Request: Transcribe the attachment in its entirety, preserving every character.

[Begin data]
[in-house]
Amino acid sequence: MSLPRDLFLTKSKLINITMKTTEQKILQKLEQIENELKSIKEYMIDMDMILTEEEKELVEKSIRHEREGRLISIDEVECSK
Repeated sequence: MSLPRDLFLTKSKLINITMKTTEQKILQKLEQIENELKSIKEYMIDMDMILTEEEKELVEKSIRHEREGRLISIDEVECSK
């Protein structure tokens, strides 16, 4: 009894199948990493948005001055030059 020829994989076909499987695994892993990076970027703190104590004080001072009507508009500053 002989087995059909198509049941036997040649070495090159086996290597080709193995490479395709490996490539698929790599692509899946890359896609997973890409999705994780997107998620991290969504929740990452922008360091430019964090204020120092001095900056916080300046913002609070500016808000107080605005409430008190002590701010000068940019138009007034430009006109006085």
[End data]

[in-house]
Amino acid sequence: MSLPRDLFLTKSKLINITMKTTEQKILQKLEQIENELKSIKEYMIDMDMILTEEEKELVEKSIRHEREGRLISIDEVECSK
Repeated sequence: MSLPRDLFLTKSKLINITMKTTEQKILQKLEQIENELKSIKEYMIDMDMILTEEEKELVEKSIRHEREGRLISIDEVECSK
């Protein structure tokens, strides 16, 4: 009894199948990493948005001055030059 020829994989076909499987695994892993990076970027703190104590004080001072009507508009500053 002989087995059909198509049941036997040649070495090159086996290597080709193995490479395709490996490539698929790599692509899946890359896609997973890409999705994780997107998620991290969504929740990452922008360091430019964090204020120092001095900056916080300046913002609070500016808000107080605005409430008190002590701010000068940019138009007034430009006109006085």